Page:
A new auxiliary gym is under construction at White Pine High School
along with a new wing that will house the health sciences program, according to district superintendent Adam Young.
Funding for the $3.7 million gym comes from a bond issue approved by voters in 2008 which could only be used on capital improvements. Young said the school board held several meetings in late 2015 and early this year to determine what would be done with the money that had accrued.
“Through the course of those deliberations, they decided to go in this direction,” he said.
The construction should be completed by spring. Young said the gym will provide scheduling relief for the many teams that occupy the main gym, such as volleyball, boys and girls basketball and wrestling.
“It will have a standard-sized gym floor, but not the same seating capacity,” Young said. “It will hold about 200-300 spectators, where the current gym holds about 1,100. We will use it for PE classes during the day and for practices in the afternoon and evenings.”
The district will use the remainder of the bond funds on the following projects: repairs to white pine high school track; sidewalks are being added that hadn’t been finished; repairs to east side of the high school building; repairs on east wing of White Pine Middle School; resealing the roof at the middle school; replacing all the windows at David E. Norman Elementary; and replacing the water pump and heater at Lund.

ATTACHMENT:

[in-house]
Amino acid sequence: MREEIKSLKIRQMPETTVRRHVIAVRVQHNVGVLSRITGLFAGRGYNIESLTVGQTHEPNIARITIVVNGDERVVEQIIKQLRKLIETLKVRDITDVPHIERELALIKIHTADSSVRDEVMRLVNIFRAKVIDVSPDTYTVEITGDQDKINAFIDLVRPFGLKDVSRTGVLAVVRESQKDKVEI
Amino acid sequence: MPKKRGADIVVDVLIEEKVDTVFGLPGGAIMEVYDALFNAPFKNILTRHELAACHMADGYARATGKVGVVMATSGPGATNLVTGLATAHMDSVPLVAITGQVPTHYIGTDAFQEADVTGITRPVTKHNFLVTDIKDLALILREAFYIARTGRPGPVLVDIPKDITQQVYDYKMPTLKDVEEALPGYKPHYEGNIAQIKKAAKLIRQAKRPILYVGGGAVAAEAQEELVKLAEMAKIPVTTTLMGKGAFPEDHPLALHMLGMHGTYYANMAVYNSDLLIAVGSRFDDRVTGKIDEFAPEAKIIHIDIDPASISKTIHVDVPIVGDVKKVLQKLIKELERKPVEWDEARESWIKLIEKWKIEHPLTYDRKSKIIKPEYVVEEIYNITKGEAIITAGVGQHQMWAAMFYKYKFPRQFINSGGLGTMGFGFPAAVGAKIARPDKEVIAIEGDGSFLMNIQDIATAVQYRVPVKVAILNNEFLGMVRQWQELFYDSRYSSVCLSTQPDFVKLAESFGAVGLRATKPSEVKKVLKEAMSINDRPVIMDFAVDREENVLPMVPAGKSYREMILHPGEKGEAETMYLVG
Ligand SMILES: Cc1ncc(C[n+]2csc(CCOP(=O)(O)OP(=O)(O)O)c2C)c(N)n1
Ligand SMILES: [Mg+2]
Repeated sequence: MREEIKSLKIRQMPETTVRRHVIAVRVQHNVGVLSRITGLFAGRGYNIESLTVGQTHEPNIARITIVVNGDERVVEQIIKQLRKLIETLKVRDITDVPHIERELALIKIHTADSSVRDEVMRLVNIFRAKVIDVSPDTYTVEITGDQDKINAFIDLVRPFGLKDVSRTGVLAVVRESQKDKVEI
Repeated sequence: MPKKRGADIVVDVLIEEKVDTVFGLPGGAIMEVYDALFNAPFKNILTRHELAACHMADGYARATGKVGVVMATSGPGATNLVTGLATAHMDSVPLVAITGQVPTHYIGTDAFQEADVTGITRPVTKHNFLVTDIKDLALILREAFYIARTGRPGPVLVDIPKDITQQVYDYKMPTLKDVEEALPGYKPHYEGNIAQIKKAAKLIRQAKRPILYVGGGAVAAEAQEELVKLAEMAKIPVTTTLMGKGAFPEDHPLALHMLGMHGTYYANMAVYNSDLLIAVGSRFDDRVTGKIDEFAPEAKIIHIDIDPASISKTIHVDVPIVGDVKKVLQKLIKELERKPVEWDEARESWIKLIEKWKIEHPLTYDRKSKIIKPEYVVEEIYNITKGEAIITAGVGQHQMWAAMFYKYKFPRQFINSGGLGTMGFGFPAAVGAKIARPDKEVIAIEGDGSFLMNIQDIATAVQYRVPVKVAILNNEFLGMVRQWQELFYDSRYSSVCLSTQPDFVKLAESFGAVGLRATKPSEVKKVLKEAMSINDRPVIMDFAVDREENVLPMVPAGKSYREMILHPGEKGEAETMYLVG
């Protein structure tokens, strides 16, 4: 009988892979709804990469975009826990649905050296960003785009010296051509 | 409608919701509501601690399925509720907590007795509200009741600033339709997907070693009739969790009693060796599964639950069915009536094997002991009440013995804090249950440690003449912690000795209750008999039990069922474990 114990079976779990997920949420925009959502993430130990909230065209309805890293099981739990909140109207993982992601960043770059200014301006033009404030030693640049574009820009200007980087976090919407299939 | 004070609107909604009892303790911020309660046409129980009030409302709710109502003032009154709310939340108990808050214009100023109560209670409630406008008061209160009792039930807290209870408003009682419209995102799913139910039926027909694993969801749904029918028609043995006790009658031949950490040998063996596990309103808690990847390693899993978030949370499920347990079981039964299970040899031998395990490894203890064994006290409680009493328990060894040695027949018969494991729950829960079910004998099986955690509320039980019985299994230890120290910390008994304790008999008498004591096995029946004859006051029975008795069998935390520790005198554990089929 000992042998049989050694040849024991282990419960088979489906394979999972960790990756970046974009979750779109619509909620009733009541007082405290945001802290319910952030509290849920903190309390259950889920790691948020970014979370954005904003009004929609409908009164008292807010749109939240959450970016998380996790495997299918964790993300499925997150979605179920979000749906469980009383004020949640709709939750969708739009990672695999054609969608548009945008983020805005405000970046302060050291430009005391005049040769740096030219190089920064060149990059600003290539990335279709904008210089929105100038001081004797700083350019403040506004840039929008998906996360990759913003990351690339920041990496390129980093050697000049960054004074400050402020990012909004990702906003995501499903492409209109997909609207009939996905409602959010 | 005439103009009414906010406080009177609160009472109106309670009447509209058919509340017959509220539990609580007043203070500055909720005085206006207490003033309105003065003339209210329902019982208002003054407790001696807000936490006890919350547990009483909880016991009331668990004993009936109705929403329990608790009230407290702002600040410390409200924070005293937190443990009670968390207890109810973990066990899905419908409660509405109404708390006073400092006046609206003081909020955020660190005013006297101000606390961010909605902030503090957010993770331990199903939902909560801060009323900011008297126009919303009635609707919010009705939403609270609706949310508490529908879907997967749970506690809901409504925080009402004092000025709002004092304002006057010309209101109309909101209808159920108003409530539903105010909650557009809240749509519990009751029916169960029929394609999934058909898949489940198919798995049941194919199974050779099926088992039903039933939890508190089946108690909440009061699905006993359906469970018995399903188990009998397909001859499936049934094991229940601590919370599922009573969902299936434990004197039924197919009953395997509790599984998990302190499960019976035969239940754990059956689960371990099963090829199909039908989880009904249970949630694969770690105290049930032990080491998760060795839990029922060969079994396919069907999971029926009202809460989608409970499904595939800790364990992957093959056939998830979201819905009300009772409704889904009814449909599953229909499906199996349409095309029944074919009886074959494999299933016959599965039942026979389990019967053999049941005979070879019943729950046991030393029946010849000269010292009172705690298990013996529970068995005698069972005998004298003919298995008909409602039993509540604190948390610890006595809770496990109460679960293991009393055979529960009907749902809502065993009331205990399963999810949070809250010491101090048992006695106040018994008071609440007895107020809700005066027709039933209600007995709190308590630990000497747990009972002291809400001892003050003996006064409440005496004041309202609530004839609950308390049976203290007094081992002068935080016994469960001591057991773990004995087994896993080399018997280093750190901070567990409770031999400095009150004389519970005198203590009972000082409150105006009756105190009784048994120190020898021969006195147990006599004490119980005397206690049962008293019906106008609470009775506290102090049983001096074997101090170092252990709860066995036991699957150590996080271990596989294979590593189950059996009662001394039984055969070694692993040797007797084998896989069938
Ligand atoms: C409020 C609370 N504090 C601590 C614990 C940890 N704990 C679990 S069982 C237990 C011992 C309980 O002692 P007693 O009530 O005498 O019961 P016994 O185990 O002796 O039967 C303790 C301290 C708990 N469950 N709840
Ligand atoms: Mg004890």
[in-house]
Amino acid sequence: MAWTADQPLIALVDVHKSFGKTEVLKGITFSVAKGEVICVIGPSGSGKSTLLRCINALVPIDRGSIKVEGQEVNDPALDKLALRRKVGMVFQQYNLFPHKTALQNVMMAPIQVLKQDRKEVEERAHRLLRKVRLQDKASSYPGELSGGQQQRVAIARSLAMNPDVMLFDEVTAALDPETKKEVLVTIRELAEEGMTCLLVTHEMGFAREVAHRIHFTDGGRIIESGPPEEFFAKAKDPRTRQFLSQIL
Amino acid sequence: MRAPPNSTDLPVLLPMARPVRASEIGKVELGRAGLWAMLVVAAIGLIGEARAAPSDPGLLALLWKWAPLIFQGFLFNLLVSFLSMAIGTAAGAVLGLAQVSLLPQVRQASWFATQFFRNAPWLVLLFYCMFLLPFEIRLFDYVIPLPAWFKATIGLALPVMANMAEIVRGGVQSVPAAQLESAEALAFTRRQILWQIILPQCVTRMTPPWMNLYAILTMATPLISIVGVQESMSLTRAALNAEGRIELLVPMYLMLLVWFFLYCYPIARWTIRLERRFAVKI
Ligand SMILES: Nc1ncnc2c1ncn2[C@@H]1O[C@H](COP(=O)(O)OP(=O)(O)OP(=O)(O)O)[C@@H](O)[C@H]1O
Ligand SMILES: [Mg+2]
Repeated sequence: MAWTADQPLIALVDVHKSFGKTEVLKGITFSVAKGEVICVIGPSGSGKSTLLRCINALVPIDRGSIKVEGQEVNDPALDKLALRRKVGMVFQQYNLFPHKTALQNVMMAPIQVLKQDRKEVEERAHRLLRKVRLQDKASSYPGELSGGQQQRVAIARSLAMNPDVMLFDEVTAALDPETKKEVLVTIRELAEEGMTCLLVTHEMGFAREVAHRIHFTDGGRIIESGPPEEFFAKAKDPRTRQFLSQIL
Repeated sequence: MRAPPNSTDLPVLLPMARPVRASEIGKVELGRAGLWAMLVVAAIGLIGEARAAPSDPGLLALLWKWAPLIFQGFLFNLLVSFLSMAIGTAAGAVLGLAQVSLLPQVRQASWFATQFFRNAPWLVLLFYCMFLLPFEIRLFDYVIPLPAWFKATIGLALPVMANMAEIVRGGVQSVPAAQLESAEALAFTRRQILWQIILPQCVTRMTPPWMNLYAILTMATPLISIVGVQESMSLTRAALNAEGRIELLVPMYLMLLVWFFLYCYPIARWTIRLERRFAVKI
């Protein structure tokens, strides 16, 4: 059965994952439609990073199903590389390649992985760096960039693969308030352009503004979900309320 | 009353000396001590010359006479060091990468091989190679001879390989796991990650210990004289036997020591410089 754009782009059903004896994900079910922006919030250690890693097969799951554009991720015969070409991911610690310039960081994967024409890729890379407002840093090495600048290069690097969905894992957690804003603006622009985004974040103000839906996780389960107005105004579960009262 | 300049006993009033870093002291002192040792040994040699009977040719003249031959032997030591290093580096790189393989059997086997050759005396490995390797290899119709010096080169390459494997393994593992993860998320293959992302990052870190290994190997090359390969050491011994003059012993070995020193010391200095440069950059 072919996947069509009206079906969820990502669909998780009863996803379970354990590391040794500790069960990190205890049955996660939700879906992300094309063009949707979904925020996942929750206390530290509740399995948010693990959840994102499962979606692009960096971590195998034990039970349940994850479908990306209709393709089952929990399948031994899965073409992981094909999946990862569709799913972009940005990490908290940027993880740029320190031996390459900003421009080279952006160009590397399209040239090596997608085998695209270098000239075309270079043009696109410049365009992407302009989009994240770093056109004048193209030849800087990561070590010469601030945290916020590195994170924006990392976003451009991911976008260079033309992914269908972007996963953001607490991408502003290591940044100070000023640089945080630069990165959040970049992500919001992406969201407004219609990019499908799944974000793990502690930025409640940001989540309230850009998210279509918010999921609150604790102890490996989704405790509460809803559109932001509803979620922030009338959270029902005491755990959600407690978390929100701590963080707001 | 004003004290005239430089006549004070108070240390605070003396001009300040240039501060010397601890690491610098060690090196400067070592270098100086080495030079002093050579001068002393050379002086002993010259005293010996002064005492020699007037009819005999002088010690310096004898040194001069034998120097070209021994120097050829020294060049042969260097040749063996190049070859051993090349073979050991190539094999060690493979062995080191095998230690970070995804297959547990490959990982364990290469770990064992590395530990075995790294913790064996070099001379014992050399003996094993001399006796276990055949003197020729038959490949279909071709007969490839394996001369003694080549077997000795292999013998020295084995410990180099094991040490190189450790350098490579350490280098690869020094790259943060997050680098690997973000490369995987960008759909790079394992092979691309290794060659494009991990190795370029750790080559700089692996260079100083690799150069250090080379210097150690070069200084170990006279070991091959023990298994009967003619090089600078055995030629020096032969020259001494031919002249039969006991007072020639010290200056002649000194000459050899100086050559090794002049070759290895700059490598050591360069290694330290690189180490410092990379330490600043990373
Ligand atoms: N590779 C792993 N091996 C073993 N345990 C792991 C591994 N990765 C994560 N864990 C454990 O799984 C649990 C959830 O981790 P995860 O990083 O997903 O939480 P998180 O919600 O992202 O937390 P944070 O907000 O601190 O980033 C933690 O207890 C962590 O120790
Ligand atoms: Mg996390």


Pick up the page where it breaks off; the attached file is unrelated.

The construction of the 5,228-square-foot new health sciences wing comes from a $2 million donation from the Reno-based Pennington Foundation. It will include classrooms, labs and a nursing office.
“Our health sciences program at the high school has been very successful through the years,” Young said. “This has been a great stepping stone for many of our students. (The new wing) will be a community training center, hospital and Great Basin College will all be able to come in and train their folks.”
The Pennington Foundation has previously donated $25,000 to the district for its sim-man computer model for the health sciences program, so they had familiarity with the school and the program. Also, one of its board members is Rick Danis, who grew up in White Pine County.
“The foundation gives away hundreds of millions of dollars,” Young said.